Dubbed a "turbo student" by the German media, Marcel Pohl argued that those who drop out of the Essen-based School of Economics and Management (FOM) without graduating did not have to pay, neither should he. All students sign the same contract, he said.
But the judge at the Arnsberg district court in North Rhine-Westphalia disagreed, and told 22-year-old Pohl on Wednesday that as he used the same facilities to complete his degree that a normal student would, he should have to pay for them.
Marcel Pohl completed 60 examinations in 20 months and gained a grade of 2.3 at the private university, all while carrying out an apprenticeship in a bank. He divided up simultaneous lectures with two friends and swapped notes, while sacrificing a social life and drinking gallons of green tea, he told Die Welt newspaper.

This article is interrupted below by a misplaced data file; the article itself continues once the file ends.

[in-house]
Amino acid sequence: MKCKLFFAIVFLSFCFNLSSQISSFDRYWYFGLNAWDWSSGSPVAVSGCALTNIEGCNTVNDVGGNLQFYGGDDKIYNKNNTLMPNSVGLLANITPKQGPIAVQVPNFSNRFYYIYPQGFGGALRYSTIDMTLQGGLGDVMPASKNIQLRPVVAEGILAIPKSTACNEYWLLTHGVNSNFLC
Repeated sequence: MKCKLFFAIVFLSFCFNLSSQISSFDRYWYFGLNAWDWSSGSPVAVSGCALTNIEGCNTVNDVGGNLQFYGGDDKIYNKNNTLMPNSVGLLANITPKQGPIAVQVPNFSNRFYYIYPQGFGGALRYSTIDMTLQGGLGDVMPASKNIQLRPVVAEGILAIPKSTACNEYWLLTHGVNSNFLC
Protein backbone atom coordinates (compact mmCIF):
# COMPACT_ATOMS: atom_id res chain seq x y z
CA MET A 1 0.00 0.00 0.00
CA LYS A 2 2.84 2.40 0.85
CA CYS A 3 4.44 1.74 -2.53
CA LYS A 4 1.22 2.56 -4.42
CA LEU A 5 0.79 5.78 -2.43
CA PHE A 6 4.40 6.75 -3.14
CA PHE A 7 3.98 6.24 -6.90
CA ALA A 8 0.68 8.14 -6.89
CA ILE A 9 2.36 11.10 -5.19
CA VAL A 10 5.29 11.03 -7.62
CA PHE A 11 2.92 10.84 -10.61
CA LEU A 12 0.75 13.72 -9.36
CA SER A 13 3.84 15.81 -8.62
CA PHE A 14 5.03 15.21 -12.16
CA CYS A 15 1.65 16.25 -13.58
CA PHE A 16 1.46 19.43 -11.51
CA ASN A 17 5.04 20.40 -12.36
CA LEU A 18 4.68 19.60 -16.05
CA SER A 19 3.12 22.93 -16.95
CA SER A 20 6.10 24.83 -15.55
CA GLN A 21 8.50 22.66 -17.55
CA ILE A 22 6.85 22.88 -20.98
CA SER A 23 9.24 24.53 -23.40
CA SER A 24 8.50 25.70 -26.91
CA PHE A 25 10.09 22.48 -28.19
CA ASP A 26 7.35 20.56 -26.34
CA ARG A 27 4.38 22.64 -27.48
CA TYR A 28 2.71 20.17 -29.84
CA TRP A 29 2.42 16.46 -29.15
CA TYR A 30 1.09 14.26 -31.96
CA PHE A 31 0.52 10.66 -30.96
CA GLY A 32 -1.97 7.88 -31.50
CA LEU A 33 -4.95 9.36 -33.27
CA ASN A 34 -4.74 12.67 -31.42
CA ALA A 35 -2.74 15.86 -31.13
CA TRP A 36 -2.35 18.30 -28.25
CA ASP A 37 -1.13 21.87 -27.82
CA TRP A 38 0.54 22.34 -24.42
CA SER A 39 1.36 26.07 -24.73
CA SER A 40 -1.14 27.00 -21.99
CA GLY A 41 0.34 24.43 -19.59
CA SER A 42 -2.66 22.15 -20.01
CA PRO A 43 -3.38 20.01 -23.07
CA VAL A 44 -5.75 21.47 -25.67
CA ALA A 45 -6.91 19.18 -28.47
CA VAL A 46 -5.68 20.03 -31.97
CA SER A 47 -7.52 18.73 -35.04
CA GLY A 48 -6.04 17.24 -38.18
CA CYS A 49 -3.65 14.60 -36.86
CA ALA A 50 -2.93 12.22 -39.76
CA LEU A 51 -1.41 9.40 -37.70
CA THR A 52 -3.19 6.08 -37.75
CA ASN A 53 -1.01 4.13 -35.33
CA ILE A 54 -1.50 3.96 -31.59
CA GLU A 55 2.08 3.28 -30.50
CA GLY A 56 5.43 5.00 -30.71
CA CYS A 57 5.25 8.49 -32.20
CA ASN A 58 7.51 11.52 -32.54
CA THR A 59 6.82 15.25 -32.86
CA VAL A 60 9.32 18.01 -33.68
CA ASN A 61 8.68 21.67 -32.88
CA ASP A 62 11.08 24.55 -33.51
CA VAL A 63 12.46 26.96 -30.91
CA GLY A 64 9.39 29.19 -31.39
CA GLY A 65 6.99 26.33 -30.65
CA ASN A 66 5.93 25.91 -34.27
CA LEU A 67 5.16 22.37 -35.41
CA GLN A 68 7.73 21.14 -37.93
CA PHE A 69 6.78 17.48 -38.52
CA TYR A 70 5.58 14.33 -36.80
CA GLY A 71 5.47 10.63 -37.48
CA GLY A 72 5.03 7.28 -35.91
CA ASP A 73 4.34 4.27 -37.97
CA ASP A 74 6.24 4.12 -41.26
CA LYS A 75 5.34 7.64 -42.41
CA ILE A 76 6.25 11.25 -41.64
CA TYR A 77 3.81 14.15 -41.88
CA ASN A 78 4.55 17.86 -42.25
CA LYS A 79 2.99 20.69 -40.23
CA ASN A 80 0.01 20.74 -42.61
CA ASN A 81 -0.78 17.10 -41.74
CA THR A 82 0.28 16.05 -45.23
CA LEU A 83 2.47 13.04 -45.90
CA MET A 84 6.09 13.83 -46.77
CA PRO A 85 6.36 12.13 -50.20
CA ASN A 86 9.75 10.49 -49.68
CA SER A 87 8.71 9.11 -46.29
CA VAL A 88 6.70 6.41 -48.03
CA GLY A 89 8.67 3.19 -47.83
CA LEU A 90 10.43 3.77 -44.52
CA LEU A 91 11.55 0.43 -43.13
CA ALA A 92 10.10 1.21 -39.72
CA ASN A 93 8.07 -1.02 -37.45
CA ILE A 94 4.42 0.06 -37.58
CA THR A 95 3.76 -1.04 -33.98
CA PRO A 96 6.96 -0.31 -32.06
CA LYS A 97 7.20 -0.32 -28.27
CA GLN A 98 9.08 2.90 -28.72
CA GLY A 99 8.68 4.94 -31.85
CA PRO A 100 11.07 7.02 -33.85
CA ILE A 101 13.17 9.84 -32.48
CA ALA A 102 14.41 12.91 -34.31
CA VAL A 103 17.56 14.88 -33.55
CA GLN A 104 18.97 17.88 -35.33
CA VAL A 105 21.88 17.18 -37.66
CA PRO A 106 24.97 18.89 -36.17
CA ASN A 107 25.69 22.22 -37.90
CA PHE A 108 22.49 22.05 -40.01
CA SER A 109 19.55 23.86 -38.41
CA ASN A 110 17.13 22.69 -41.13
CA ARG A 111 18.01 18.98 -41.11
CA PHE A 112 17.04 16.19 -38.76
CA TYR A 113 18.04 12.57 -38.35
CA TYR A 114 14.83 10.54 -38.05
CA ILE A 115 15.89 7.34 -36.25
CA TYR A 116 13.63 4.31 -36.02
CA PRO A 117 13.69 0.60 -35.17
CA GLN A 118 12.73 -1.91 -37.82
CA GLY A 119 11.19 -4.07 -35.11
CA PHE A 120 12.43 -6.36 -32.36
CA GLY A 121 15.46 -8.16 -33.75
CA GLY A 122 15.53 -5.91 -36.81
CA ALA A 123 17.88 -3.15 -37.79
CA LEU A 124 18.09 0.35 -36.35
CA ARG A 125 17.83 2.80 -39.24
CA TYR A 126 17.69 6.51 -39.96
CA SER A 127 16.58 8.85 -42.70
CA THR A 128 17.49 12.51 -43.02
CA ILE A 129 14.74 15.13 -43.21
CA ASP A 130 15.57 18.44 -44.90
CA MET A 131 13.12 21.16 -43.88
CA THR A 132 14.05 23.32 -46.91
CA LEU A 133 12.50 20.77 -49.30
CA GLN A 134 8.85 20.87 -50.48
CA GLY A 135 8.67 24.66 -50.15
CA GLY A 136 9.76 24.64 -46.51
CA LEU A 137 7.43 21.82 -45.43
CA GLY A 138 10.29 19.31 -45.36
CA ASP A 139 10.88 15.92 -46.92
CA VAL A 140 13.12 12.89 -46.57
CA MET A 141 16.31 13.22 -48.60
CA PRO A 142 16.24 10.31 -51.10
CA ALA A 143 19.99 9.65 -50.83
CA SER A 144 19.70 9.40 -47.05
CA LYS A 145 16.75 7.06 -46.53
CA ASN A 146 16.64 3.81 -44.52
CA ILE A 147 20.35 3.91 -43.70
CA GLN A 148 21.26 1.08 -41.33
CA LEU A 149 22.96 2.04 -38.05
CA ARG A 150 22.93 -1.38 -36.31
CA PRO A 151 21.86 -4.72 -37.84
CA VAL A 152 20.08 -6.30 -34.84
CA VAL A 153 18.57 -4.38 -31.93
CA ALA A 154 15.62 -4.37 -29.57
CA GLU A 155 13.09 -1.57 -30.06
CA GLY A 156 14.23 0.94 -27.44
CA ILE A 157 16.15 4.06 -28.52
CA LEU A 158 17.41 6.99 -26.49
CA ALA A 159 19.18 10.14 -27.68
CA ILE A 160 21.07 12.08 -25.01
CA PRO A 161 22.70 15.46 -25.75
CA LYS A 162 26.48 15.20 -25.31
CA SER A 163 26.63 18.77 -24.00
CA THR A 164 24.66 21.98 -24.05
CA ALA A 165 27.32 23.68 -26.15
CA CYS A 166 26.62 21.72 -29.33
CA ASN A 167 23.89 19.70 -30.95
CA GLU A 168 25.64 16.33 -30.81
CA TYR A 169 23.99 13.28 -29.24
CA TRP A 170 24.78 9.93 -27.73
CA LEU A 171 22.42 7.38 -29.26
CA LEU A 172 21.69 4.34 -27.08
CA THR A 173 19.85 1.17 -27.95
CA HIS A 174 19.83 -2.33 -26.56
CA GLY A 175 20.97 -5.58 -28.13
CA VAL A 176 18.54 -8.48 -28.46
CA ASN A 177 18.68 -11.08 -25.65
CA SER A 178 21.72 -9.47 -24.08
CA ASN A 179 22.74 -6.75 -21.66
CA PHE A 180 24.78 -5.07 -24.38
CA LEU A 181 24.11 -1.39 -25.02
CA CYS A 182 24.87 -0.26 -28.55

The university allegedly agreed to him finishing both of the degrees early,
“It's disappointing,” Pohl told the paper after Wednesday's hearing. “We will wait for the written outcome and then maybe launch an appeal.”
Although initial reports suggested that the FOM was demanding around €3,000, Pohl told the Bild he was expecting to pay out “around €11,000” in remaining fees.
As a private university, it charges around €12,000 for a Bachelors degree, paid in monthly instalments and around €10,000 for a Masters. They are not, strictly speaking, semester fees, the court said.
"When I got the lawsuit, I thought it couldn't be true," Pohl, who now works for a bank in Frankfurt, told the Bild at the beginning of July. "Performance is supposed to be worth something."